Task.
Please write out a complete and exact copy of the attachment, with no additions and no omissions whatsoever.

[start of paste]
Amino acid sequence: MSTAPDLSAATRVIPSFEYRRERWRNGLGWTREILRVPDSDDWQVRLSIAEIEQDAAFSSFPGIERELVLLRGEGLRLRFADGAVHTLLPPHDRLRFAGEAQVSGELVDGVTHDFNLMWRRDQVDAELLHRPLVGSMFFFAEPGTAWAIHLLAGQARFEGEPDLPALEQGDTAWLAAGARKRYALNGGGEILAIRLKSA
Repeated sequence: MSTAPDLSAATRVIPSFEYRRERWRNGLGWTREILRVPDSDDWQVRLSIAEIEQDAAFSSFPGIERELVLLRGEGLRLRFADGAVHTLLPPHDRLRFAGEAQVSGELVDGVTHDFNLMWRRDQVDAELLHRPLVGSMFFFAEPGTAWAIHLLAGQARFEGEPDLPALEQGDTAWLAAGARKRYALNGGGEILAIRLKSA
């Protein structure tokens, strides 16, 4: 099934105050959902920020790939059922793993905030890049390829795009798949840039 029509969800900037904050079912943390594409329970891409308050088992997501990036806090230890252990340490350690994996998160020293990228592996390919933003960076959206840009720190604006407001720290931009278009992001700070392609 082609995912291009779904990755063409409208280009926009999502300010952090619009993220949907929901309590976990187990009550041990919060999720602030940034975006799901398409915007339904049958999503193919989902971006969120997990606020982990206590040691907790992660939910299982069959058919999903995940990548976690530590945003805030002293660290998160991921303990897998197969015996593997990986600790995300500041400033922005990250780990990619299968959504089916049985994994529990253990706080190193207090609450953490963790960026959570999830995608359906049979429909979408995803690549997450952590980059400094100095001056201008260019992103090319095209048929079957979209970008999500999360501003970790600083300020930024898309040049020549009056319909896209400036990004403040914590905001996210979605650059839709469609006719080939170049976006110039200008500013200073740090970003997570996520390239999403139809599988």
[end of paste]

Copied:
Amino acid sequence: MSTAPDLSAATRVIPSFEYRRERWRNGLGWTREILRVPDSDDWQVRLSIAEIEQDAAFSSFPGIERELVLLRGEGLRLRFADGAVHTLLPPHDRLRFAGEAQVSGELVDGVTHDFNLMWRRDQVDAELLHRPLVGSMFFFAEPGTAWAIHLLAGQARFEGEPDLPALEQGDTAWLAAGARKRYALNGGGEILAIRLKSA
Repeated sequence: MSTAPDLSAATRVIPSFEYRRERWRNGLGWTREILRVPDSDDWQVRLSIAEIEQDAAFSSFPGIERELVLLRGEGLRLRFADGAVHTLLPPHDRLRFAGEAQVSGELVDGVTHDFNLMWRRDQVDAELLHRPLVGSMFFFAEPGTAWAIHLLAGQARFEGEPDLPALEQGDTAWLAAGARKRYALNGGGEILAIRLKSA
């Protein structure tokens, strides 16, 4: 099934105050959902920020790939059922793993905030890049390829795009798949840039 029509969800900037904050079912943390594409329970891409308050088992997501990036806090230890252990340490350690994996998160020293990228592996390919933003960076959206840009720190604006407001720290931009278009992001700070392609 082609995912291009779904990755063409409208280009926009999502300010952090619009993220949907929901309590976990187990009550041990919060999720602030940034975006799901398409915007339904049958999503193919989902971006969120997990606020982990206590040691907790992660939910299982069959058919999903995940990548976690530590945003805030002293660290998160991921303990897998197969015996593997990986600790995300500041400033922005990250780990990619299968959504089916049985994994529990253990706080190193207090609450953490963790960026959570999830995608359906049979429909979408995803690549997450952590980059400094100095001056201008260019992103090319095209048929079957979209970008999500999360501003970790600083300020930024898309040049020549009056319909896209400036990004403040914590905001996210979605650059839709469609006719080939170049976006110039200008500013200073740090970003997570996520390239999403139809599988």